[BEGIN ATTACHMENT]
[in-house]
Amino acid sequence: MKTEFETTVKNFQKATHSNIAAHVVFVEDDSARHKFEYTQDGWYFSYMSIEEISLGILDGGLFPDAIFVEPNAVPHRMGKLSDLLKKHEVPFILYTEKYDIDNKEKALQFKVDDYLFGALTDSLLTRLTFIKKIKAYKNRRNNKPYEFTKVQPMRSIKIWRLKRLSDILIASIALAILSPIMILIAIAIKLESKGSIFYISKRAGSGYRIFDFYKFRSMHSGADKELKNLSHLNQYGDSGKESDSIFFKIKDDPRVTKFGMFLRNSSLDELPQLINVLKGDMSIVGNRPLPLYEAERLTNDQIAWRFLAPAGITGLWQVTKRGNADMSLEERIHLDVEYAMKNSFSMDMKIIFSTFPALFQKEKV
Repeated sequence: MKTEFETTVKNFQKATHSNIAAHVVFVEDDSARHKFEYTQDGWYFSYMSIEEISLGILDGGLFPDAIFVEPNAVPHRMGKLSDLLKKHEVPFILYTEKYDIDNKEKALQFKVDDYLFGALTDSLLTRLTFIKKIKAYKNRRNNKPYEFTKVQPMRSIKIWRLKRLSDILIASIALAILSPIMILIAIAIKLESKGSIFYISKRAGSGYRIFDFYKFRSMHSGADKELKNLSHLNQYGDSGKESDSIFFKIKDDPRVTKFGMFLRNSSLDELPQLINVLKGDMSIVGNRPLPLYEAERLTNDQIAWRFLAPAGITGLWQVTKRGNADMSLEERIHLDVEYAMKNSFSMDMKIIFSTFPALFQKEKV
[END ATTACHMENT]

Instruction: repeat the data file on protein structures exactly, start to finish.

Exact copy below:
[in-house]
Amino acid sequence: MKTEFETTVKNFQKATHSNIAAHVVFVEDDSARHKFEYTQDGWYFSYMSIEEISLGILDGGLFPDAIFVEPNAVPHRMGKLSDLLKKHEVPFILYTEKYDIDNKEKALQFKVDDYLFGALTDSLLTRLTFIKKIKAYKNRRNNKPYEFTKVQPMRSIKIWRLKRLSDILIASIALAILSPIMILIAIAIKLESKGSIFYISKRAGSGYRIFDFYKFRSMHSGADKELKNLSHLNQYGDSGKESDSIFFKIKDDPRVTKFGMFLRNSSLDELPQLINVLKGDMSIVGNRPLPLYEAERLTNDQIAWRFLAPAGITGLWQVTKRGNADMSLEERIHLDVEYAMKNSFSMDMKIIFSTFPALFQKEKV
Repeated sequence: MKTEFETTVKNFQKATHSNIAAHVVFVEDDSARHKFEYTQDGWYFSYMSIEEISLGILDGGLFPDAIFVEPNAVPHRMGKLSDLLKKHEVPFILYTEKYDIDNKEKALQFKVDDYLFGALTDSLLTRLTFIKKIKAYKNRRNNKPYEFTKVQPMRSIKIWRLKRLSDILIASIALAILSPIMILIAIAIKLESKGSIFYISKRAGSGYRIFDFYKFRSMHSGADKELKNLSHLNQYGDSGKESDSIFFKIKDDPRVTKFGMFLRNSSLDELPQLINVLKGDMSIVGNRPLPLYEAERLTNDQIAWRFLAPAGITGLWQVTKRGNADMSLEERIHLDVEYAMKNSFSMDMKIIFSTFPALFQKEKV